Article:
by Tracy Perez and Lori A. Curtis
03-Aug-2013

Many clients call in asking questions about negotiating paying a lower amount on their credit card debt.  There are companies out there that claim they will do this for you.  They may lead you to believe that you will end up paying pennies on the dollar.  In most cases however their promises are illusory.  Their written contracts do not guarantee certain results.  In the end the creditor, and not the debt settlement company, makes the final decision on whether it will settle the debt – and for how much.   

We have seen more than one client who paid several thousand dollars to a company that claimed it would negotiate their credit card debt for them, only to have the client end up being served with a lawsuit by a creditor suing to collect the debt.  We have also heard of many instances where the company has failed to accomplish anything for them, sometimes even disappearing with their money. (In one case, a client paid three thousand dollars to a company that disappeared three weeks later.)

You can usually negotiate settlements of your credit card debt on your own.   In most circumstances, however, you must already have defaulted on your payments.  Otherwise the creditors assume that you will continue to make the minimum monthly payments, with interest accruing over time to their benefit. We don’t advise you to default on your payments – it is just a sad fact that most creditors will not negotiate lower payments unless you really cannot afford to pay your minimum monthly balance.

If you ask the credit card company to take a lower amount, you can often negotiate a reduction to somewhere between 20% and  50% of the outstanding balance, but most credit card companies are only likely to accept this if you can pay the settlement amount  in a lump sum.  If you are not able to come up with the full lump sum, you may be able to work out a payment arrangement with the creditor which involves a lesser or no reduction of the outstanding balance.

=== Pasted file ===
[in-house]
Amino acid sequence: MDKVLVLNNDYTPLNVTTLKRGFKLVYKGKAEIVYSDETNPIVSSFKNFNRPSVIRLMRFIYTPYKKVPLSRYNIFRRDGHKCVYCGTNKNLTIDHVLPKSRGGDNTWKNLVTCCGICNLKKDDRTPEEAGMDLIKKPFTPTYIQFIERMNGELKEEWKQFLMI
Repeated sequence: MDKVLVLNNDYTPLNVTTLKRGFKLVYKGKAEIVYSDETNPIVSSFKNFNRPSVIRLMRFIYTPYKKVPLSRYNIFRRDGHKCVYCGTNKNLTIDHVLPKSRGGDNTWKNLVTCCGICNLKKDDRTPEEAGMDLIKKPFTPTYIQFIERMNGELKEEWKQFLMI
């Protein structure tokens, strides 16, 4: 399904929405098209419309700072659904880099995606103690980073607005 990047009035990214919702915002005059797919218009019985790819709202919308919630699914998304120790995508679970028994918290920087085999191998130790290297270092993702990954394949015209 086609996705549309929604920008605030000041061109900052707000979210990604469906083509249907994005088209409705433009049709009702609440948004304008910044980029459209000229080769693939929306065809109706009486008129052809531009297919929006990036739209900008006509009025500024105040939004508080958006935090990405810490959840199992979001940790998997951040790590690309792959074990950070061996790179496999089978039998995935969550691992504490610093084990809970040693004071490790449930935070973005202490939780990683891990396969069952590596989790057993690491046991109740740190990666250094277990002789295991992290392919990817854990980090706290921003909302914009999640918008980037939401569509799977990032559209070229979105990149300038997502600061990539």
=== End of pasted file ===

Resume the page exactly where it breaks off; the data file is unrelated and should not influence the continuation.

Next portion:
In negotiating on your own, you should try to get the interest rate dropped, or stop the interest from accruing altogether.  The default interest rate typically ranges from 25 to 30 percent per annum, or higher, making it nearly impossible to maintain regular payments.

When you pay less than the full amount owed, the creditors typically report the debt to the credit bureaus as settled or satisfied but not paid in full. This will have a negative impact on your credit and negative reporting stays on your credit report for seven years.  You may be able to negotiate with the creditor how it will be reported with the credit bureaus as part of any settlement agreement.

There are also tax consequences you should consider.  Forgiveness of a portion of the debt, known as “cancellation,” may be treated as “income” to you, and under federal law, the creditor is supposed to issue a 1099c to you for the amount of debt that is cancelled.  If this occurs, you should consult with a licensed tax preparer or tax attorney for advice.

If you have determined that you need experienced legal representation, please call 480.733.6800 and ask to speak with Lori Curtis, or visit our website at Davismiles.com